Crime in Hopkins County was at a 13 year low last year, dropping 13.6 percent from 2011. A larger percentage of cases were cleared in 2012 than one year before, and while the value of property reported as stolen increased so did the percentage of property recovered, according to Uniform Crime Data provided by Hopkins County Sheriff’s Office.
Overall, 184 crimes were recorded in the nine major crime reporting categories, 20 fewer than the previous record low of 204 posted in 2010, and 29 fewer than in 2011. The high since 2000 was set at a whopping 412 crimes, more than twice the 2012 final tally of crimes recorded by HCSO.
Last year, the county also posted the second highest clearance rate since 2000, 83.2 percent. The best clearance rate was 85.4 percent in 2007, when 322 cases were reported and 275 cases solved. In 2012,153 crimes were cleared from the county books by either arrest or exception. In 2011, 154 cases were cleared (only one more than this year) compared to 213 cases opened in Hopkins County, for an overall annual clearance rate of 72.3 percent. Incidentally, the year with the worst clearance rate of 41.8 percent was 2000, when 359 new cases were filed and only 150 cleared from the books.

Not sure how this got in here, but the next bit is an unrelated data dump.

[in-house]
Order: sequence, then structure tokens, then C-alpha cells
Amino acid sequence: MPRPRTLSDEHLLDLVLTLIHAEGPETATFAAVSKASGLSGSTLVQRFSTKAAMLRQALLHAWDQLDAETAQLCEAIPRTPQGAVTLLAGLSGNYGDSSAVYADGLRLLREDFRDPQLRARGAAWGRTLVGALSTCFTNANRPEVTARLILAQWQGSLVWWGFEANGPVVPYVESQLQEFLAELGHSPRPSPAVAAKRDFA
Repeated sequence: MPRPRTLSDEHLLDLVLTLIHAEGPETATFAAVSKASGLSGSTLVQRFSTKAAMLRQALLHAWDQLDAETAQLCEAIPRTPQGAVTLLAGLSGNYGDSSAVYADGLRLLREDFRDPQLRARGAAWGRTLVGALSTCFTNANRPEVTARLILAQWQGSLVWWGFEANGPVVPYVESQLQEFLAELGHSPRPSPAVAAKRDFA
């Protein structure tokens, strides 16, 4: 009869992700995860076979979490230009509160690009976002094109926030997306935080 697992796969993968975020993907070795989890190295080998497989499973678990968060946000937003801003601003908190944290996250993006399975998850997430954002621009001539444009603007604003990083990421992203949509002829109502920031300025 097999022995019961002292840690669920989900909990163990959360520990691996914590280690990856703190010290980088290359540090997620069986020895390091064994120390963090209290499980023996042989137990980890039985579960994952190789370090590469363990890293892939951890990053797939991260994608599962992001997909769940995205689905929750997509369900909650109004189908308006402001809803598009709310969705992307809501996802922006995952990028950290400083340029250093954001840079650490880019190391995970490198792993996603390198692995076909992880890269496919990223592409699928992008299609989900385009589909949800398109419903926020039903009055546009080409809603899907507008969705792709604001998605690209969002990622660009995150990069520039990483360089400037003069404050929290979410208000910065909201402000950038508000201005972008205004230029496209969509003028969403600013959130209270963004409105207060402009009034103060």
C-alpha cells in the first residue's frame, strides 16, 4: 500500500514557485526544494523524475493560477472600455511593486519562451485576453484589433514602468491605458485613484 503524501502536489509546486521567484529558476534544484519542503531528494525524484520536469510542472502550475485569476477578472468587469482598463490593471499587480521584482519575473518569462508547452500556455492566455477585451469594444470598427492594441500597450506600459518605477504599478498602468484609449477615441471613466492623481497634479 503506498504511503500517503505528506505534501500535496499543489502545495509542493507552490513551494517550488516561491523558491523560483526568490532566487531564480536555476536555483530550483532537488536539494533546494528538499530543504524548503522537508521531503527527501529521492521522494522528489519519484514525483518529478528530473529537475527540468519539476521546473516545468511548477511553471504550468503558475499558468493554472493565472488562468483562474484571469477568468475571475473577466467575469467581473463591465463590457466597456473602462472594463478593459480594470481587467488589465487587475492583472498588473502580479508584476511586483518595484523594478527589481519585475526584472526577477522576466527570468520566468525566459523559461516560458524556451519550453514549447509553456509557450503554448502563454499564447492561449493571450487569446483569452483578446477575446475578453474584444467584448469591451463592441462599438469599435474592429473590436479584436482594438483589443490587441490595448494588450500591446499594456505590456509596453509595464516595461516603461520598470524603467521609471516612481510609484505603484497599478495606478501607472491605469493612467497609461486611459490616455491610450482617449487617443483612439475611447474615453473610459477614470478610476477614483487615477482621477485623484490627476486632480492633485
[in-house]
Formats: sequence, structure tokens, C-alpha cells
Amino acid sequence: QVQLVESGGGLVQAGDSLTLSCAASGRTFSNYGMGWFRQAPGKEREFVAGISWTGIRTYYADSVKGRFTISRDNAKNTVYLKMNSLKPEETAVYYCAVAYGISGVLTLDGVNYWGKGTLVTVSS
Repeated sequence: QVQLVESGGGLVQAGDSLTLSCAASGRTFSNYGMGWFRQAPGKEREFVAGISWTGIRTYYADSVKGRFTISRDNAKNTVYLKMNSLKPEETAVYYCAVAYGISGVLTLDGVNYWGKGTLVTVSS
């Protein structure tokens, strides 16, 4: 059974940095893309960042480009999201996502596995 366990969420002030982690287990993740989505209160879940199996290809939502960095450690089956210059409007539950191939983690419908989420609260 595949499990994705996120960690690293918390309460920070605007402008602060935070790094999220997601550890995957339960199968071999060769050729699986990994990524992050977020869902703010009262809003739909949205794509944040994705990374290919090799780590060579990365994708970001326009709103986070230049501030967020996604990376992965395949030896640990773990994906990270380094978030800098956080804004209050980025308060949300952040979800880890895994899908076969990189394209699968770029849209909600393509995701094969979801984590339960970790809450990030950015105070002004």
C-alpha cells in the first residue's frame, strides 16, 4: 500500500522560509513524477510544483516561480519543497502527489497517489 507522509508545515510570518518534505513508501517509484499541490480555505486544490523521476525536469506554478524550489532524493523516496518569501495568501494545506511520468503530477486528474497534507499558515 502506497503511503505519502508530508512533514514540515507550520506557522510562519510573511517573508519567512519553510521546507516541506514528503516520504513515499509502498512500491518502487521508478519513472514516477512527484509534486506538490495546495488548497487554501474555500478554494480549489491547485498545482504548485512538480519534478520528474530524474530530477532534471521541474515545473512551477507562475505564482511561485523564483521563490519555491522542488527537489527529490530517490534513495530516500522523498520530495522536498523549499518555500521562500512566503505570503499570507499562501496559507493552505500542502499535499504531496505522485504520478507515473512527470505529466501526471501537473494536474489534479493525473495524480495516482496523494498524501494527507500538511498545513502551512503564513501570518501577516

Sheriff Butch Adams credits the dedication of patrol officers and investigators in aggressively pursuing cases and attentiveness, tips from informed and alert citizens, collaboration with confidential informants and cooperative efforts of his officers, other area law enforcement officers and prosecutors on cases with the lower crime rate, higher clearance rates and recovery of more property.
“It’s because of the people working for me who are dedicated to the job and to the citizens of the community,” Adams noted of the lower crime rates and higher clearance rates. “The main thing is they keep working hard to keep crime down and recover as much property as they can. We also have some excellent help from other agencies within this county and surrounding, especially Texas Department of Public Safety. We really appreciate their help and response. We work together to get the job done.”